Just like with the last query, I love that this one sets up really high stakes: someone is going to die. I also love that there’s a paranormal twist at the end, with “Sometimes, very occasionally, the people who die wake up.”

Name: Ambiguous_A
Genre: YA speculative fiction
Dear Brent,
There’s a drumbeat calling to 17-year-old Drea Rune.
She hears it at sunset on her first night in small-town Oregon, and if that weren’t weird enough, the music makes her feel like she’s on some seriously hardcore drugs. Refusing to believe she’s losing it, she tracks the intoxicating beat through the town’s meadows and finds four teenagers who have been playing the drum for years. 
They thought the beat only called to them. 
Soon, the nights Drea used to spend perfecting recipes and working toward culinary school are complicated by her nightly cravings for the drumbeat. As much as she loves the high, she’s starting to hate the drumbeat’s power over her more. Trying to understand her addiction, she searches for information on the drum’s abilities and discovers a local myth: centuries earlier, a creature with unfathomable powers was slaughtered…and its hide might be on the drumhead.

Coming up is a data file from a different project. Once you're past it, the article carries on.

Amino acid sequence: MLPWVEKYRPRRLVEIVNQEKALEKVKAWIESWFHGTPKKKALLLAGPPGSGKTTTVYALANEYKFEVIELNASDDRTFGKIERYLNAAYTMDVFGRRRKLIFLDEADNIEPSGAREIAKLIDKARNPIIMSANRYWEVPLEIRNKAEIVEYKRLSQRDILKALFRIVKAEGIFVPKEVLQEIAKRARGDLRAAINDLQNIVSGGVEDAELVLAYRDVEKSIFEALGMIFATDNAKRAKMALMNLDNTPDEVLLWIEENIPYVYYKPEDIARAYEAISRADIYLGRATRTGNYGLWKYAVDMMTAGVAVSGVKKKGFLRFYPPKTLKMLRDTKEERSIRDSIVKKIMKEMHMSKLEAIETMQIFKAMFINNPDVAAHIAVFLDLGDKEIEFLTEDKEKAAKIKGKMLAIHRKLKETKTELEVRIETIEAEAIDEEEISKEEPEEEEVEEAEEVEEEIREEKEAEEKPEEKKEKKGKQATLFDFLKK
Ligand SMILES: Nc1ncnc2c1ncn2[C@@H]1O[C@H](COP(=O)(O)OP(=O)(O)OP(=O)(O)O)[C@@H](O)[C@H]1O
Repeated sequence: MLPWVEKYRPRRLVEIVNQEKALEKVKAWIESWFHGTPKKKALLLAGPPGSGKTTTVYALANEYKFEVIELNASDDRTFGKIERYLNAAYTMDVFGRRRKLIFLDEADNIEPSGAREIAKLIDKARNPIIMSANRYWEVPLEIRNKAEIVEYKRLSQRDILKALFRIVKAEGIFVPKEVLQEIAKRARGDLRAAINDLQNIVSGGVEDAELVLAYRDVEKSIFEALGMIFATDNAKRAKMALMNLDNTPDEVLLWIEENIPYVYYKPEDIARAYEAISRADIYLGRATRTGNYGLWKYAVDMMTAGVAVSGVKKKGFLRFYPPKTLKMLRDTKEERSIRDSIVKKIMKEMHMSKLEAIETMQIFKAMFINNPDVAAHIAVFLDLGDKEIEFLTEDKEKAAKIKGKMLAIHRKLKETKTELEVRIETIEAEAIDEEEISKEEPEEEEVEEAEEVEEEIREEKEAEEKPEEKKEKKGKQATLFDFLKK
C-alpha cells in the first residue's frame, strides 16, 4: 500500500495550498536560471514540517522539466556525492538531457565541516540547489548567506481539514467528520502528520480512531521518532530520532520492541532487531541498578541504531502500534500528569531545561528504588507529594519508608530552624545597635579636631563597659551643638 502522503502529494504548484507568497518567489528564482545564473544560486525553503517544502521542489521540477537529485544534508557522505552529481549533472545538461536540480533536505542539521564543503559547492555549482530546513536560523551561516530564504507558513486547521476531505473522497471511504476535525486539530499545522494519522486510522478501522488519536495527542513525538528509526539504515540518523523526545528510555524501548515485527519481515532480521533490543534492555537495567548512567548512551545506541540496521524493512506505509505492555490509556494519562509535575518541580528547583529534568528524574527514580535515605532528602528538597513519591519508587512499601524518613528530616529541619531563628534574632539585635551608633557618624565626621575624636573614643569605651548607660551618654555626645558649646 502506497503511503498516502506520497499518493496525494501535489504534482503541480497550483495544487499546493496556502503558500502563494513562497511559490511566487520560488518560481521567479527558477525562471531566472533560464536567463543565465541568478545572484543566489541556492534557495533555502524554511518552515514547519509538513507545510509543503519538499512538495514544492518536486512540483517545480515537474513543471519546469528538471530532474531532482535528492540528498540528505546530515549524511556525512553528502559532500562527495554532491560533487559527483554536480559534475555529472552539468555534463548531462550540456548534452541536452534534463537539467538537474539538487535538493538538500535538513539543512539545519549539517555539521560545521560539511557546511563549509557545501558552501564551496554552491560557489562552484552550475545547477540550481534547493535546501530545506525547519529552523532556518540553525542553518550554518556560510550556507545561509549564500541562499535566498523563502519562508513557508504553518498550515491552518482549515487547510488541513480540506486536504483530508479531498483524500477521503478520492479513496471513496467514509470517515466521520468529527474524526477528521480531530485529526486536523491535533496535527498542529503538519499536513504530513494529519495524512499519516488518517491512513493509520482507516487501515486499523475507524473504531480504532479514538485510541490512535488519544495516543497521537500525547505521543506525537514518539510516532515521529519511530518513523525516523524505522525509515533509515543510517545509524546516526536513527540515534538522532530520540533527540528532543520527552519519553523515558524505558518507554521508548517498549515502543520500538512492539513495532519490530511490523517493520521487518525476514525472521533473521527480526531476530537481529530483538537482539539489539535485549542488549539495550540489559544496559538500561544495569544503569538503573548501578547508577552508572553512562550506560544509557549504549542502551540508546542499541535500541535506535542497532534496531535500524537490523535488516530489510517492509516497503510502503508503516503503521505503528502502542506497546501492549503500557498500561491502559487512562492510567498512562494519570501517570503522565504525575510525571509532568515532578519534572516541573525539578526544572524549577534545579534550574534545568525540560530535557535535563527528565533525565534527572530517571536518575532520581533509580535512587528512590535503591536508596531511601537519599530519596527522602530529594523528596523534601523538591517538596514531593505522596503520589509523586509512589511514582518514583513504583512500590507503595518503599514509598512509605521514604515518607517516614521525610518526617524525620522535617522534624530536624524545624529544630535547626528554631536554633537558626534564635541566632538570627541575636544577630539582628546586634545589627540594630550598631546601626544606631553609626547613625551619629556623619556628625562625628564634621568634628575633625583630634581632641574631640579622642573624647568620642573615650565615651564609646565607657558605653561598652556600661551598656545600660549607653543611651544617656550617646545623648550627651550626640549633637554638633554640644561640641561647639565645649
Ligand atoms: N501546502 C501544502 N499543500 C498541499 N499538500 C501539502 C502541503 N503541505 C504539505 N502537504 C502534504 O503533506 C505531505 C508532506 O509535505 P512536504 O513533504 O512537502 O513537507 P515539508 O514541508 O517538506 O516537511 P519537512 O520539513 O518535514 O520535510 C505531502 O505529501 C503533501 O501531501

But the other drummers quickly forbid Drea from digging deeper, and she starts to wonder if they’re more scared of the myth than they let on. After all, another drummer once spent a night in the creature’s forest. A night that left him nearly catatonic.
If Drea disobeys, they’ll ban her from drumming—and her body can’t handle that. She must decide if she can live with an addiction that’s taking over her life, or risk losing the drum and her only friends.
But both consequences might cost Drea her mind.
THE DRUMMING SONG is a YA speculative fiction complete at 84,000 words. Thank you for your consideration. 

This query definitely hooked me, and speculative fiction isn’t one of the genres I’m ever really drawn into. The writing in this query is sharp which makes me believe that your prose will be strong. I can seriously hear the drumbeat in my head right now.

Name: Mark Fenger
Title: ProXy
Genre: Science Fiction
When Ethan sleeps he no longer dreams. He lives other people’s lives. He controls every action they take like they were his own. And he only wakes up when they die.